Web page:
Mavis Ching runs a cheerful kitchen.
It’s nothing much to look at – functional and clean but pretty basic.
It’s what goes on in the kitchen that makes it special.
Among the dozen or so volunteers who clean, peel, slice and cook, there’s a contagious energy that bubbles amid conversation and laughter.
And when scores of kids descend on the place at lunchtime, their shy smiles and quiet giggles speak volumes.
“My aim actually is just to bring a bit of cheer,” says Mavis, who runs a soup kitchen called Touch A Life out of her home in Siem Reap, Cambodia.
On Mondays, Wednesdays and Fridays, about 150 children get their lunch there. On Saturdays, she and her team of volunteers deliver food to the children’s villages and feed their families as well.
Aside from a hearty and delicious meal, Mavis also offers balms, band-aids and over-the-counter medicine. The kids who are more comfortable even “come for a hug”.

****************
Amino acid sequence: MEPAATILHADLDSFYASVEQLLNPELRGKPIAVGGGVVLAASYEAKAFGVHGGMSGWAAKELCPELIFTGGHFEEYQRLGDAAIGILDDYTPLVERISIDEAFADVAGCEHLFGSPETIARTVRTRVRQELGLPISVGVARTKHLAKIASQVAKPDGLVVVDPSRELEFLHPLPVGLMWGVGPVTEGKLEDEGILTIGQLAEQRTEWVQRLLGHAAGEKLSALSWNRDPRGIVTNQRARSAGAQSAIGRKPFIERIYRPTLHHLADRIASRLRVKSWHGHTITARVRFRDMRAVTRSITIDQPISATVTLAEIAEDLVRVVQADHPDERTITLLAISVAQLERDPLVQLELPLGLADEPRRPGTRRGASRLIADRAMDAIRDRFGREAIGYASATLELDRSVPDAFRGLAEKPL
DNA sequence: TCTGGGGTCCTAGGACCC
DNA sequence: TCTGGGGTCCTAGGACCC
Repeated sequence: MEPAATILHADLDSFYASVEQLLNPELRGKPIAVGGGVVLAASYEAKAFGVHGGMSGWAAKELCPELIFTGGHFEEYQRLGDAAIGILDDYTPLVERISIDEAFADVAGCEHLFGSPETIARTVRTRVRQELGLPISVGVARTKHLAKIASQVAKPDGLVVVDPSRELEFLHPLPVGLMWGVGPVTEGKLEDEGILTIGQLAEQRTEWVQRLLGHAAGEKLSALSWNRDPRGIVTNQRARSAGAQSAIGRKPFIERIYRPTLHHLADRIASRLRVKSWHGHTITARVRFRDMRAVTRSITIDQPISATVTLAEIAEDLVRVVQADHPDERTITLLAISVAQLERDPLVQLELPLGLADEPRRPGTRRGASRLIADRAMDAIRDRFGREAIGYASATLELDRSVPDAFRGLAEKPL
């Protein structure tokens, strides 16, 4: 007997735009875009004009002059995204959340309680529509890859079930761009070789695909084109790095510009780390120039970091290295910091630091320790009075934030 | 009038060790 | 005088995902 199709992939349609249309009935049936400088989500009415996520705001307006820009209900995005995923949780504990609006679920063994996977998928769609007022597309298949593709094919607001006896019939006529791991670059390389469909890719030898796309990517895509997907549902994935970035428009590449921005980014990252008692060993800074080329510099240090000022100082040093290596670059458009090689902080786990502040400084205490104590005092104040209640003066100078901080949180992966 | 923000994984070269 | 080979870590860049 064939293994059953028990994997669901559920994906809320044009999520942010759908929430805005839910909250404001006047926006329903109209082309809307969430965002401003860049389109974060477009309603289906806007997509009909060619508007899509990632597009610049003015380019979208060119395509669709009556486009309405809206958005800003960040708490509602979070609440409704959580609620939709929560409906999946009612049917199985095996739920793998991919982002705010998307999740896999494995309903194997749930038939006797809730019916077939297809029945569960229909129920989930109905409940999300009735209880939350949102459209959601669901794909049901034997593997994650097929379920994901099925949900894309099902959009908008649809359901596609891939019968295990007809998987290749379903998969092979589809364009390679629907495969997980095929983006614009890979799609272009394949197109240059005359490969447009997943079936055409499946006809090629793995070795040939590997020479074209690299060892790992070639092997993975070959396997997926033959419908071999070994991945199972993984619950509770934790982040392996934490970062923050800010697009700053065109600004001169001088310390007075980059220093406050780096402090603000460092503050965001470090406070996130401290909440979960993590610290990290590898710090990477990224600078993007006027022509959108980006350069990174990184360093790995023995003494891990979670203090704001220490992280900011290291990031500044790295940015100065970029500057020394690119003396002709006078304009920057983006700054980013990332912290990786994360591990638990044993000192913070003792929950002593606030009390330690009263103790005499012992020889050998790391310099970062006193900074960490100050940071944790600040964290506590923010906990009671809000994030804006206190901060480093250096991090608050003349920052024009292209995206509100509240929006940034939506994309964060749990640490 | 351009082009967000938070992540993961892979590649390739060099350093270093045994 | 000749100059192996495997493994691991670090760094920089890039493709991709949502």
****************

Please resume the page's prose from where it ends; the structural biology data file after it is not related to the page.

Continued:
“The most popular thing is a band-aid,” she says. “What they want is that bit of attention so I’m happy to give it, paste it on and just pat them for a little bit. Why not? You know, these are kids who have nothing very much actually to look forward to. I’m happy to do that.”
The 58-year-old former piano teacher readily admits that people taking advantage of her kindness is “bound to happen”.
But she adds: “I feel that if anybody were to come here and get through that embarrassment of coming for free food, he must need it at some level.
“So I never question anyone, even if they look like they don’t need it. Because you never know what the need really is – it could be just to come here and get a smile.”
The Singaporean mother of two grown children also acknowledges the limited scope of what she is doing.
“In the long run, yes, it amounts to nothing. But I’d like to think that some cheer has been derived from this. That makes me happy.”
Travelling to Siem Reap? You can take some small supplies along with you or arrange to spend a morning helping to prepare lunch at Touch A Life.